Ayres is a solid addition to an already talented frontcourt of Los Angeles with Harper, David Foster, Roscoe Smith, Travis wear and Zubac. In two games with D-Fenders Ayres is averaging 10 points and 3.5 rebounds in 15.8 minutes per game.

Ayres does, however, add another talented player to an already crowded frontcourt rotations, an issue that Karl is still sorting out.

“I don’t know, you got any answers for me? Because I’ve wondered” Karl said with a laugh when asked how he plans to divvy up minutes. “I think it’ll be tough but it’s a great, great problem to have.”

Karl’s answer to the problem Saturday night against the Vipers was playing newly acquired Ayres 17 minutes. Ayres had a strong outing in his second game with D-Fenders, putting up 12 points on an efficient four-of-five shooting from the field.

Since Los Angeles acquired Ayres on December 1, center David Foster has not played in two straight games, and Roscoe Smith was inactive Saturday night to make room for Travis Wear who was coming back from a concussion.

Ayres may have been brought back with the thought of Zubac being called back up to the Lakers at some point in the future, which would certainly open more playing to for the remaining big men.

Zubac through six games

Zubac finished the game against the Vipers with 21 points and scored with ease when he got the ball, showing an array of weapons and great footwork and offensive skill when his teammates fed him down-low on the post. Zubac knocked down jump shots as well, and threw down a few emphatic dunks for good measure.

Zubac thought he could’ve done even more.

“If I get the ball I can score on everybody,” Zubac said after Saturday night’s loss. “But I didn’t get any post-ups. Sometimes my teammates don’t think I’m in a better position than them. A couple possession I was wide open, but sometimes it’s hard to make that decision in a game when you’re playing.”

While Zubac believes he should get more looks, he does appear to be finding his rhythm with the team after playing six games and spending considerably more time on assignment with the D-Fenders.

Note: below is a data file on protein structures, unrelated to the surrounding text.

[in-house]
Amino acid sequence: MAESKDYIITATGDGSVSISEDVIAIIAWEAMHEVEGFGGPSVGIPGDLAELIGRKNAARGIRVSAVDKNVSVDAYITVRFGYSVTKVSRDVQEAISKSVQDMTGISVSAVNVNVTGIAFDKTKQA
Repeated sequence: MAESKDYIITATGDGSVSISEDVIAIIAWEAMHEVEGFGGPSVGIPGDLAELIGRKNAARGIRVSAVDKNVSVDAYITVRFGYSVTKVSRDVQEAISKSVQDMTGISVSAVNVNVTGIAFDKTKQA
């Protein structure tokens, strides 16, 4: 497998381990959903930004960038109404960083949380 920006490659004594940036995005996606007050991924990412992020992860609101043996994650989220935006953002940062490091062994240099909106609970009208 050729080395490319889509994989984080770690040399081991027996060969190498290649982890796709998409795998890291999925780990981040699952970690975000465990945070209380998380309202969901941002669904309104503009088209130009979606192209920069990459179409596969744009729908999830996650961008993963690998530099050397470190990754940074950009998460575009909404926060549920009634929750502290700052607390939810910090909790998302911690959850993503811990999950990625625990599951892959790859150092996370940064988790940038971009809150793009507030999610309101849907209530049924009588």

“The more time he spends with us in practice and more games, we get more familiar with him and he’s getting more familiar with us.” Blue said. “But it’s still a work in progress, he’s 19, it’s hard for any 19-year-old to come down on assignment, especially coming from another country and learning to play how we play over here.”

Zubac has been impressive with the D-Fenders, but he still is a “work in progress” as Blue says, which is exactly why the Lakers assigned the young big man to the D-Fenders for an extended period of time. There were moments in Saturday night’s loss to the Vipers in which Zubac could be seen ball watching too much on both sides of the ball, rather than getting involved in the offense or putting a body on an opponent on the defensive side of the court.

As a young player, Zubac needs to learn to play with maximum effort throughout an entire game instead of showing it in spurts. After a great start to the game with nine points in the first quarter, Zubac had just two points combined in the second and third.

In the fourth, however, Zubac reminded everyone why the Lakers and their fans are so enthused about his future. The big man dropped 10 points in the final period as the D-Fenders tried to eke out a victory, including a dunk resulting from a perfectly executed pick-and-roll with Justin Harper.

“Sometimes I’m not 100 percent in the game and I don’t go for a dunk but in the last quarter I was,” Zubac said. “I was a little bit mad at myself for having bad energy the whole game so I had to do something.”

All quotes obtained firsthand. You can follow this author on Twitter at @BryantFreese